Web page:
It would not be in the public interest to expand the paralegal scope of practice without ensuring that expansion is filled with representatives who are competent.

My Vision for the Paralegal Scope of Practice

The goal is to add a secondary class (P2) of paralegal licenses in addition to the current P1 license. This will make it possible for licensees to start with a P1 license and, through additional education, training, and field placements, work within scopes of practice otherwise inaccessible to paralegals with a P1 license.

Special P2 licenses will enhance the public’s access to justice and protect members of the public from dabblers or licensees with only theoretical knowledge providing legal services without practical experience and/or the supervision of a mentor. It would be reckless to simply expand the scope of practice to areas paralegals have no training and experience in. Using a second license model is a way to bridge the gap, allowing expansion but also protecting the public interest.

For those who still want to keep a more traditional P1 license model, we support this. We seek only to augment the current paralegal licensing procedures to give the public more options for accessing legal services and more protection.

Additional Clearification

The multi-license model would be akin to how the driver's license system works in Ontario. If for example a person qualified for a P2 license then their P1 license would be subsumed into the P2 license. A licensee would only ever hold one license, the difference would be what scope of practice would be permitted in an upgraded license.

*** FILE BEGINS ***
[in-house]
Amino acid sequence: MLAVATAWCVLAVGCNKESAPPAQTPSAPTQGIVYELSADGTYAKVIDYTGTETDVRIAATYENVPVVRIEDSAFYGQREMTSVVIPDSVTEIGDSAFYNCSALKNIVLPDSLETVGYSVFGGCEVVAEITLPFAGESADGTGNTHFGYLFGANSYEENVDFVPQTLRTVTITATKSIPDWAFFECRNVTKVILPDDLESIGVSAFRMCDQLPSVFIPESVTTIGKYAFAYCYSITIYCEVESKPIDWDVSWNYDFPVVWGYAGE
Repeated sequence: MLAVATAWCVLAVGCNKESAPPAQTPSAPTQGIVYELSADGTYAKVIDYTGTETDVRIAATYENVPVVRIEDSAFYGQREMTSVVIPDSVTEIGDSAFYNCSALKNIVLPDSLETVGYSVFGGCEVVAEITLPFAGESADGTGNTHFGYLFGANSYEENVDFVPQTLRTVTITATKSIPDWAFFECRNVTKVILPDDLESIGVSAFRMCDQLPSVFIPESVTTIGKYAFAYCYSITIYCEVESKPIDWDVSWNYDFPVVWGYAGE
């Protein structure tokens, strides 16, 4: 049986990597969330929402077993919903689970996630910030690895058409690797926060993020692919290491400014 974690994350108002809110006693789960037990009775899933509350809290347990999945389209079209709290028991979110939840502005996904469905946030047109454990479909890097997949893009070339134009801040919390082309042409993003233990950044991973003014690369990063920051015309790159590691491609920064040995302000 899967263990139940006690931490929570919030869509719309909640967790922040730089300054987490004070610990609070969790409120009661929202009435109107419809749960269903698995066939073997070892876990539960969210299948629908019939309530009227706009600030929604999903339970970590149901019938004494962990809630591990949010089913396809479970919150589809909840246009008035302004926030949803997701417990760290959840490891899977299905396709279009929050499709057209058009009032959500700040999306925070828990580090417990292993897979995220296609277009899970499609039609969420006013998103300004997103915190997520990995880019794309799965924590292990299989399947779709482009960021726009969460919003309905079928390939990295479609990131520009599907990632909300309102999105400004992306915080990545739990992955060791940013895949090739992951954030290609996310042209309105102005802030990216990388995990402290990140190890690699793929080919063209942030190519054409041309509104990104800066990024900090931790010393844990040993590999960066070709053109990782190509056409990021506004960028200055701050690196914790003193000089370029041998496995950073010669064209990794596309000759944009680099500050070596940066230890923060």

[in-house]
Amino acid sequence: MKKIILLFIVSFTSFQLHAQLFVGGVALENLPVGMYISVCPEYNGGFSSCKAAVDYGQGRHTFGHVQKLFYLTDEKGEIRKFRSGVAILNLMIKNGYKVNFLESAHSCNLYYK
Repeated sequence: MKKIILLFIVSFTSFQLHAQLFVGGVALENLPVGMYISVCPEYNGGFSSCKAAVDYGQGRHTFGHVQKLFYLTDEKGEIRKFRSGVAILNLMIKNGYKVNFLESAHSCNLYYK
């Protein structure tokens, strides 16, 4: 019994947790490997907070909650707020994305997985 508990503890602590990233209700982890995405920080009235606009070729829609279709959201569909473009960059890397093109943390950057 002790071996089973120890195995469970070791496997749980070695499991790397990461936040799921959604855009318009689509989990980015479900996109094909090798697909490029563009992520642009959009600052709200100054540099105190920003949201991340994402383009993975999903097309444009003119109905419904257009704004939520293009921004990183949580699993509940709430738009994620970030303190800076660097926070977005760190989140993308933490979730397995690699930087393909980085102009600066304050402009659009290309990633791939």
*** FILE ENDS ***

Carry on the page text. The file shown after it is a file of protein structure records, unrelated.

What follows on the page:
A Proposal to Addition the Paralegal Licensing Model

It takes a four-year bachelor's degree, a three-year law degree, and eight months of articling, and successful completion of the bar preparation and examination before one can receive a license to practice law. This process takes more than nine years.

The issue with expanding the current paralegal licensing model is that there is far too much disparity in the educational standards, training, and experience that paralegals are subject to on their path to becoming licensed.

What I propose is the creation of a new, additional license. A P2 license. The P2 license would include all of the scope of a P1 license but with additional scope options. Additional P2 licenses would fall into various silos by area of law: Criminal, Family, Civil Litigation, Real Estate, etc.

A P2 license would be granted to an individual who would then be authorized to provide the full scope of paralegal services by virtue of their P1 license and also offer services in their P2 area of expertise. Each P2 license would include access to the full chain of appeal courts for that particular area of law. Think federal court for immigration appeals and divisional court for LTB and small claims matters.

Proposed Requirements for a P2 license:

  1. Completion of a 3 or 4-year Bachelor of Paralegal Studies
  2. Completion of a four-month work placement in the relevant practice area totaling 640 hours
  3. A licensing exam specifically for that P2 license


  1. 5 years of practical experience as a P1
  2. A full semester of relevant coursework at an accredited school
  3. Completion of a four-month work placement in the relevant practice area totaling 640 hours
  4. A licensing exam specifically for that P2 license